02 October 2016, Abuja – Global oil benchmark, Brent crude, extended its rally on Sunday to hit the $50 per barrel mark, the third time this year.
Oil prices have been on an uptrend since the Organisation of Petroleum Exporting Countries decided to cut output for the first time in eight years.
Brent, against which half of the world’s oil is priced, had risen to around $48 per barrel on Wednesday after OPEC agreed to reduce production, compared to $45 earlier that day.
It stood at $50.19 per barrel as of 4.53pm Nigerian time on Sunday, up from around $49.66 per barrel on Thursday.
OPEC agreed to cut production to a range of 32.5 million barrels per day to 33 million bpd from around 33.5 million bpd.
The 14-member oil cartel said the move was aimed accelerating the ongoing drawdown of the stock overhang and bringing the rebalancing forward.
It took into account current market conditions and immediate prospects and concluded that it is not advisable to ignore the potential risk that the present stock overhang may continue to weigh negatively well into the future, with a worsening impact on producers, consumers and the industry.
OPEC decided to establish a high-level committee, comprising representatives of member countries, supported by the OPEC Secretariat, to study and recommend the implementation of the production level of the member countries.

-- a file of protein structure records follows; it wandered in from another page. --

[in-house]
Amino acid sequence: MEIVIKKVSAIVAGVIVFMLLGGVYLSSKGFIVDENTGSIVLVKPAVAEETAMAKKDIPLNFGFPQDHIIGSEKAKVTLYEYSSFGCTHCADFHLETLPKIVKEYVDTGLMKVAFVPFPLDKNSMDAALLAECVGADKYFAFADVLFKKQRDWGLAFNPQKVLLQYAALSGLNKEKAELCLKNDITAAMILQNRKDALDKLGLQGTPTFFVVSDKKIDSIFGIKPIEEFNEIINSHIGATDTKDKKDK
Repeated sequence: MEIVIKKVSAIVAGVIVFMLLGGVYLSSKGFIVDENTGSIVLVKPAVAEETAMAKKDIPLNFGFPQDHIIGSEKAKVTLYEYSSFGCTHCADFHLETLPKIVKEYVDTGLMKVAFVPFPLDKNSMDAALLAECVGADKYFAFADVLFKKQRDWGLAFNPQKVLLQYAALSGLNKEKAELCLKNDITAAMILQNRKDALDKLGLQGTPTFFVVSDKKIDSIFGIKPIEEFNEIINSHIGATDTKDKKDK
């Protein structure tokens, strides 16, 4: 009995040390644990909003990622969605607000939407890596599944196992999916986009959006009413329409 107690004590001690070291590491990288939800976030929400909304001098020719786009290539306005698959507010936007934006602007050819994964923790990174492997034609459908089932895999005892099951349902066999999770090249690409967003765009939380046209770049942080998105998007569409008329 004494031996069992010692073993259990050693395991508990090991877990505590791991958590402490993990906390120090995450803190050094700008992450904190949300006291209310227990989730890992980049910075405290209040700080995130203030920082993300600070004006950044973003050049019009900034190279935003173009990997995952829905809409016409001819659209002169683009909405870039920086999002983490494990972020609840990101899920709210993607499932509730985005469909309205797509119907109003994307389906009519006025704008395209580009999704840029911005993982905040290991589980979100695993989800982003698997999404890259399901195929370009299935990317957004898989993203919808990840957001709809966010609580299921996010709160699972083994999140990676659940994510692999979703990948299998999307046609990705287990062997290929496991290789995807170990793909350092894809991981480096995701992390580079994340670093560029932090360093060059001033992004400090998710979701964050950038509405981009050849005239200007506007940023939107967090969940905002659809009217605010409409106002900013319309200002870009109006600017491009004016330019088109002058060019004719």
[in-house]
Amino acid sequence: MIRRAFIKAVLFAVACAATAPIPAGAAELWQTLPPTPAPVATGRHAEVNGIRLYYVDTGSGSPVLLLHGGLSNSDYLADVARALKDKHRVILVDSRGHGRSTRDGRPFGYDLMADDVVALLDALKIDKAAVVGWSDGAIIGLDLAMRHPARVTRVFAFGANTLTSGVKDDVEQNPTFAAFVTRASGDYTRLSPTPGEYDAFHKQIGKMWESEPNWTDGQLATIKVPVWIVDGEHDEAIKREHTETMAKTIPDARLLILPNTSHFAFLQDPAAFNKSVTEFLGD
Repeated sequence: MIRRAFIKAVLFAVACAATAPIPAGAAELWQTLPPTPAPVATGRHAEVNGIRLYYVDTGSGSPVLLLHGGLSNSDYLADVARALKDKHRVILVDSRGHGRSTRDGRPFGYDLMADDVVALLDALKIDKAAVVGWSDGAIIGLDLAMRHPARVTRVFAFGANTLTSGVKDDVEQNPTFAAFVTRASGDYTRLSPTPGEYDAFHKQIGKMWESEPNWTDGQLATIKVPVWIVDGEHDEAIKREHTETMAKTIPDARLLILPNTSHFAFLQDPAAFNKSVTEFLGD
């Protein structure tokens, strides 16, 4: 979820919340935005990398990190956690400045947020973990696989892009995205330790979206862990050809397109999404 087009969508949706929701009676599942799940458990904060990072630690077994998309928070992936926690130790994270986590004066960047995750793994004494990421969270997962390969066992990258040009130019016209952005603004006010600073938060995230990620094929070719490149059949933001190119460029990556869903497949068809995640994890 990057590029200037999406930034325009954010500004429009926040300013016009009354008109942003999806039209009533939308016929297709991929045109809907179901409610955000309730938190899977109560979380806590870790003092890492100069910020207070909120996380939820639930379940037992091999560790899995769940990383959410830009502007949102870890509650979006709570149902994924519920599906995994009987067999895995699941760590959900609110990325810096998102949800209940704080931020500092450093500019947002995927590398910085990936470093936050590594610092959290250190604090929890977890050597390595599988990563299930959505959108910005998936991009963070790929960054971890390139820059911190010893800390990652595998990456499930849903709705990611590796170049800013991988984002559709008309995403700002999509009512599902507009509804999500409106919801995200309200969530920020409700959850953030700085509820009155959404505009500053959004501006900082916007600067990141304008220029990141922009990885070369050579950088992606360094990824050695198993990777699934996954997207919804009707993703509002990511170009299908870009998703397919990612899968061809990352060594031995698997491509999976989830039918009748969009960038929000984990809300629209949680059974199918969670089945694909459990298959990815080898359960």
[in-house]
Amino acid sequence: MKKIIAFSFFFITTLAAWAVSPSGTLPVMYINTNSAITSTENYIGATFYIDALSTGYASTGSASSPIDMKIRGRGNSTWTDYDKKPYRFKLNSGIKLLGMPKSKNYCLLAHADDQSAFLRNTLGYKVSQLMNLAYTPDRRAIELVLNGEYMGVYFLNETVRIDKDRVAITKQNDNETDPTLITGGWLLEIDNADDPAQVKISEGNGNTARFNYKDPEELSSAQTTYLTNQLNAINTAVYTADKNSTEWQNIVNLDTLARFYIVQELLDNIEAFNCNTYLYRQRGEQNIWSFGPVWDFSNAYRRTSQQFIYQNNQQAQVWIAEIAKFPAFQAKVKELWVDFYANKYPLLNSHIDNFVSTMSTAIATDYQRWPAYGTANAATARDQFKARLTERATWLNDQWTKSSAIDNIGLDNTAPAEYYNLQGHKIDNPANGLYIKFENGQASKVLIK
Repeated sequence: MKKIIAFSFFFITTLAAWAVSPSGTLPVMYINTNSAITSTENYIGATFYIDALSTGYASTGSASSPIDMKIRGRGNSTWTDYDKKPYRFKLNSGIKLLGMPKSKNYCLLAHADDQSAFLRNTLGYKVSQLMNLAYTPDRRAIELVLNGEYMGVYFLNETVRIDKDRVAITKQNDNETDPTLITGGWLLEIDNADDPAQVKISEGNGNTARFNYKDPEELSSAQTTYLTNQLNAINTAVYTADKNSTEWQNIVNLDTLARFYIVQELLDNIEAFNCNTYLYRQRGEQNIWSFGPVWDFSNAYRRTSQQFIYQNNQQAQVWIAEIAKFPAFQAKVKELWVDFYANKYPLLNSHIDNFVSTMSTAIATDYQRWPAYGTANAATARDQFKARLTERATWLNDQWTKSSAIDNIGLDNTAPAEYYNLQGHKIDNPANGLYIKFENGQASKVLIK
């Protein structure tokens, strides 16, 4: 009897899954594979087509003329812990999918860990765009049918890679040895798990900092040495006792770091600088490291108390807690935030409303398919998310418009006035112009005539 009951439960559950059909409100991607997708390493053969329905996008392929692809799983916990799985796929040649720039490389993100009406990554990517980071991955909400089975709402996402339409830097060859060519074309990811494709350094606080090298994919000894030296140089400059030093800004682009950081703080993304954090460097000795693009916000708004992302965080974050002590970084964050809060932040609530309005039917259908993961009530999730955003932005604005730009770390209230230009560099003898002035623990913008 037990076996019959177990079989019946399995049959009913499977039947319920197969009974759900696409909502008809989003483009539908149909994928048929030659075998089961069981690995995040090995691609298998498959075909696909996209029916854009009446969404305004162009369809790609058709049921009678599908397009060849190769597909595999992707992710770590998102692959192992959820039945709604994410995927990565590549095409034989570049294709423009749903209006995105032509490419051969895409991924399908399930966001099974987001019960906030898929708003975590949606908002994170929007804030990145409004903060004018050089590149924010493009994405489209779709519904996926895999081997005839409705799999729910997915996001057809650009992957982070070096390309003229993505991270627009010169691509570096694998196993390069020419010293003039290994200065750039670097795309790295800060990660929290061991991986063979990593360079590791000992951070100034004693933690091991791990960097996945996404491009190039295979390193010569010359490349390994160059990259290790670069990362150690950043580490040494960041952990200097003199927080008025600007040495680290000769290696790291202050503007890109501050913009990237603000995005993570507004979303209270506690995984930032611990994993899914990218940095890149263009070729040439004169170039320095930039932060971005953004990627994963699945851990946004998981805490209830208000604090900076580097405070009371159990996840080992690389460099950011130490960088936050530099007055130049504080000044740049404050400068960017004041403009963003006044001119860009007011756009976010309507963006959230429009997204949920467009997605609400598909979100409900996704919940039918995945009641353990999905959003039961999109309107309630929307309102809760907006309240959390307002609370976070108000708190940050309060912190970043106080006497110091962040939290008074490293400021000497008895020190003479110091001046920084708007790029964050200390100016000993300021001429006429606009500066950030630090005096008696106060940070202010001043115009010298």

It said the committee would develop a framework of high-level consultations between OPEC and non-OPEC oil-producing countries, including identifying risks and taking pro-active measures that would ensure a balanced oil market on a sustainable basis, to be considered at the November OPEC Conference.
Brent had on August 18 hit a high of $50.69 per barrel amid expectations of a possible freeze in production levels.
Many OPEC members, including Nigeria, have been hurt badly by a collapse in oil prices over the last two years. While some Gulf oil exporters have very low output costs, other producers such as Iran and Venezuela need oil prices above $100 to balance their budgets.
Brent crude had on June 8 climbed by as much as 2.1 per cent to touch $52.54, the highest price since last October.
But it later fell to as low as $43 on July 27 after official United States energy data showed an unexpected glut of oil in storage.
Oil prices had rallied from lows of under $28 per barrel in January to trade above the $50 per barrel mark in June, spurred by a string of international oil production outages in the second quarter that offered temporary respite from the global glut.